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Country : Mexico / United States Label : American Line / Candlelight Genres and styles : Black Metal / First Nations / Folk Year : 2020
Yaotl Mictlan

Tierra sagrada del Jaguar

· by Luc Marchessault

One day, the god Tezcatlipoca descended from a spider’s web hanging in the sky, and landed in Tula. He then hid his face, mingled with the crowd and managed to get close to Quetzalcoatl, his brother, king of the Toltecs. Tezcatlipoca then corrupted Quetzalcoatl by getting him drunk and showing him his ravaged face in his shimmering mirror… Such is the tale related by black metal band Yaotl Mictlan on “Tezcatlipoca – Espejo relumbrante”, one of the eight tracks on their new album Tierra sagrada del Jaguar. Yaotl Mictlan – which means “warriors of the kingdom of the dead” in Nahuatl – came to be in a basement in Salt Lake City in 1998, the creation of two brothers of Mexican origin, Yaotl and Tlatecatl, who’d emigrated to the United States in their early teens. Tierra sagrada del Jaguar is their third opus, after Guerreros de la tierra de los muertos (2006) and Dentro del manto gris de Chaac (2010).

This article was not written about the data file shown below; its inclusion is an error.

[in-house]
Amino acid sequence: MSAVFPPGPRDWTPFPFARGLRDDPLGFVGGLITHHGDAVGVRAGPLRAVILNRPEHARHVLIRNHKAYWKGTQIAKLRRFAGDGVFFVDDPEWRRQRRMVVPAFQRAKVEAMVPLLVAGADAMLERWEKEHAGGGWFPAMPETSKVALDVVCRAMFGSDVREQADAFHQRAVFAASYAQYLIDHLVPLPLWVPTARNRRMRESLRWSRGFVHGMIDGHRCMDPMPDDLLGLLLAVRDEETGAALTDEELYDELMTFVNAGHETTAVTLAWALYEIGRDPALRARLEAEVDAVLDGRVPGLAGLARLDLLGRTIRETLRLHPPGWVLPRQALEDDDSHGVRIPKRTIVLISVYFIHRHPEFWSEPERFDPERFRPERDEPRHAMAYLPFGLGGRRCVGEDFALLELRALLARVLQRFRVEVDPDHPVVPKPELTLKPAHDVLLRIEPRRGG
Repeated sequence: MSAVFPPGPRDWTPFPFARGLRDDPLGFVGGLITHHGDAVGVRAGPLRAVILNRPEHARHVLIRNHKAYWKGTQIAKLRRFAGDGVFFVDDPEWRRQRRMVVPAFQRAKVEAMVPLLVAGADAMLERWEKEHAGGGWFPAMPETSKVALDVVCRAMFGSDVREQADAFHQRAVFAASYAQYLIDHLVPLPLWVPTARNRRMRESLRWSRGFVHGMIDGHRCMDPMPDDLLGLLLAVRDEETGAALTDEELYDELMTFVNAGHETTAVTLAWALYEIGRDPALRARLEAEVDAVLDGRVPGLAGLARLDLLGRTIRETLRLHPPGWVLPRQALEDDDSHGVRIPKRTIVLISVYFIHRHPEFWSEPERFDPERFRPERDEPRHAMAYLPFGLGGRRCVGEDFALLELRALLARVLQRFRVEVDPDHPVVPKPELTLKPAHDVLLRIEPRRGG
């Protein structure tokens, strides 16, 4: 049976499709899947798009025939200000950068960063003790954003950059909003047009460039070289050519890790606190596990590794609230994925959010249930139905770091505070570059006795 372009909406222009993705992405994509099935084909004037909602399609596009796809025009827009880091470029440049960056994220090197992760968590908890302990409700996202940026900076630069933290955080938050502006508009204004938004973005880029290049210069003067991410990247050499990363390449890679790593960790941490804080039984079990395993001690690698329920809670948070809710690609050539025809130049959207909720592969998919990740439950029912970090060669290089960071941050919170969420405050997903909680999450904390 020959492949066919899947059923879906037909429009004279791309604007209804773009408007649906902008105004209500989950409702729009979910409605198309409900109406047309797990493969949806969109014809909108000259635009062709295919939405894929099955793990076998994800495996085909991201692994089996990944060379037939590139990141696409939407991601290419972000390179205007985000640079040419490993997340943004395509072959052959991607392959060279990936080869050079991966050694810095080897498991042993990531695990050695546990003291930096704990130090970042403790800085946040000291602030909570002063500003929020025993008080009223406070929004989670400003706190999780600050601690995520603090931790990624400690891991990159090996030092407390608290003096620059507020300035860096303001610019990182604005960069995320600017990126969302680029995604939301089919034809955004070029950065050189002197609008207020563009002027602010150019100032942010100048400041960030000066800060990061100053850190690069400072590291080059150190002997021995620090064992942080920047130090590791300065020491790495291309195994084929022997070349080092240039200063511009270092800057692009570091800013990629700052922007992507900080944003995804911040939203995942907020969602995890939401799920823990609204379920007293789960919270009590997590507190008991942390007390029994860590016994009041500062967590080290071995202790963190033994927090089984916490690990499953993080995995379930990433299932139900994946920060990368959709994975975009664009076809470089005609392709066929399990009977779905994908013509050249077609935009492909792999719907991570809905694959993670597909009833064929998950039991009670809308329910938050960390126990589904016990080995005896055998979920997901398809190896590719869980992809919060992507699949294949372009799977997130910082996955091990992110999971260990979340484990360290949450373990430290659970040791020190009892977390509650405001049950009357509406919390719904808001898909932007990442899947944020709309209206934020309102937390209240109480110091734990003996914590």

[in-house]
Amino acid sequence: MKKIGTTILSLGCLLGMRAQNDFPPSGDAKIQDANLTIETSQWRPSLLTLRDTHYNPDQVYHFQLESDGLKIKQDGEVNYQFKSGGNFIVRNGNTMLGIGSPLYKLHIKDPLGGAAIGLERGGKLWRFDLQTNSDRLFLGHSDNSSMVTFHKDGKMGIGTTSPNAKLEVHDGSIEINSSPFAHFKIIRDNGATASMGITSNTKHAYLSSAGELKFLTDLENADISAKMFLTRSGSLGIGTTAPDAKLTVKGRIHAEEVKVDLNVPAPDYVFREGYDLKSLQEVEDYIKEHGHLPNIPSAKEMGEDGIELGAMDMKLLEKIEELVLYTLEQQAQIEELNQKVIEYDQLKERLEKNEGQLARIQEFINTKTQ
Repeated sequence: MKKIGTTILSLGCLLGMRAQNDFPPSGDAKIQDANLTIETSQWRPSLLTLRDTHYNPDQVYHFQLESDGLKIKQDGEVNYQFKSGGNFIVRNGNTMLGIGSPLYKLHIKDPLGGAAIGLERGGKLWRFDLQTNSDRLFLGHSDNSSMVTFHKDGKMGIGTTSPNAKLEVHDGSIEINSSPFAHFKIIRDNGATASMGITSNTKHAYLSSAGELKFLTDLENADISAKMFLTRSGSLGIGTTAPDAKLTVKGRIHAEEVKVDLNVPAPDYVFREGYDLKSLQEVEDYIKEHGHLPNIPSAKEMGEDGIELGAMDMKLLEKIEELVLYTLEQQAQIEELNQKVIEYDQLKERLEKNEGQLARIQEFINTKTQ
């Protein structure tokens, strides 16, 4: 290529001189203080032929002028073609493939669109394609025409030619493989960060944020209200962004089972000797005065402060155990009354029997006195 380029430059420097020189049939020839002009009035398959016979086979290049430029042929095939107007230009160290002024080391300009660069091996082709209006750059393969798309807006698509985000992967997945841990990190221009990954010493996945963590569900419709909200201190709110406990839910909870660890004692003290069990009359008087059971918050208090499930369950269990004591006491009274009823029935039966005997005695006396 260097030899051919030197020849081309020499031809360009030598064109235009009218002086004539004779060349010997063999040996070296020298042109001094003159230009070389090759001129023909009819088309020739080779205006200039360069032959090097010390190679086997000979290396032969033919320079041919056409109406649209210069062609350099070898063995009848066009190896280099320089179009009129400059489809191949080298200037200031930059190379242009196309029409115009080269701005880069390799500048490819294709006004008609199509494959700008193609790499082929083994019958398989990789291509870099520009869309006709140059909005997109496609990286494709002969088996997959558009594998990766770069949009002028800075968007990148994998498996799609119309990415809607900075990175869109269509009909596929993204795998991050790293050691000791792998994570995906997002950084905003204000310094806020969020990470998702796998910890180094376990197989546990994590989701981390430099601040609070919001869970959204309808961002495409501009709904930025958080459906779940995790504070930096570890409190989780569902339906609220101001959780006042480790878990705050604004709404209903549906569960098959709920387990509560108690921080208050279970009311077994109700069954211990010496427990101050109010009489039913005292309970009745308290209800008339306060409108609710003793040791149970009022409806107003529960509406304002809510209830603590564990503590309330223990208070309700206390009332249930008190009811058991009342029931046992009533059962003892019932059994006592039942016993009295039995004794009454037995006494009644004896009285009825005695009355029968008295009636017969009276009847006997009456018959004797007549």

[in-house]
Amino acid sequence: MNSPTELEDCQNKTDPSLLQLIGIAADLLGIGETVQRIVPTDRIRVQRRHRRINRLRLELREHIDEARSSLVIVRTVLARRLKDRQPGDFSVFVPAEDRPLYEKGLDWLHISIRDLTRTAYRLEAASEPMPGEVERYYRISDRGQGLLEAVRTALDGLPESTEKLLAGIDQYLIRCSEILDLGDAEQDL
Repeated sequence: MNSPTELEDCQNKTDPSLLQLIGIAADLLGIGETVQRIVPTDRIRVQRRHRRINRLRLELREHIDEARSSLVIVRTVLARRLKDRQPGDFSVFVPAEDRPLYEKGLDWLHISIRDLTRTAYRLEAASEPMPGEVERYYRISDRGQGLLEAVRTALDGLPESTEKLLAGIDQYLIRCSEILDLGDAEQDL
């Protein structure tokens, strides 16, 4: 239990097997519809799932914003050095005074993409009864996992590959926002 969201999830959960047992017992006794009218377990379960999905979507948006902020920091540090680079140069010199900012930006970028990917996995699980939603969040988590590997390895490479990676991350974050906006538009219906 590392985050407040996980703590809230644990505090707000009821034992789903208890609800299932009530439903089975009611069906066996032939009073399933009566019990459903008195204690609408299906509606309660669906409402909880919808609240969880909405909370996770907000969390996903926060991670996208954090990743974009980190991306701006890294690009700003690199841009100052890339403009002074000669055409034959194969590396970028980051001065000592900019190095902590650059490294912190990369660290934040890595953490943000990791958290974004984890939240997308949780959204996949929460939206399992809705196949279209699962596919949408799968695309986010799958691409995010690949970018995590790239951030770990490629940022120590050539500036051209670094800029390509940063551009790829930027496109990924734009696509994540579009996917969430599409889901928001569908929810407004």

Yaotl Mictlan combines what the brothers Yaotl and Tlatecatl are most fond of: pre-Hispanic culture, especially its rituals, beliefs and mysticism, Aztec and Mayan music, as well as black metal. “If Norwegian bands combine Scandinavian mythology and paganism with black metal, why wouldn’t we do the same?”, our two brothers once said to each other. Very few musicians ventured into this niche at the time; a few followed, like their Mexican compatriots Ahpuch Oztoc.

Yaotl beats the skins, Tlatecatl sings, Nahuali and Xolotl accompany them on bass guitar. These artisans ingeniously integrate sounds from a panoply of Pre-Columbian wind and percussion instruments into their fierce foundation. At the beginning of “Entre lluvias fuertes”, a horn with an ancient and lugubrious sound, arpeggiated guitar chords, the crackling of a rattle, bloodcurdling screams – emanating from a man, a jaguar, or some creature half of each? – and flute notes (on a human bone, no doubt), before the black-metal artillery thunders. Another example is “Buho lanzadardos – Entrada Teotihuacana”, with its Mesoamerican intro, followed by a furious homage to the chief “Spear-throwing Owl” (the Buho lanzadardos of the title), who is said to have ruled the town of Teotihuacan for some 60 years.

With Tierra sagrada del Jaguar, Yaotl Mictlan lead a wonderful excursion into metallic Mesoamerica.

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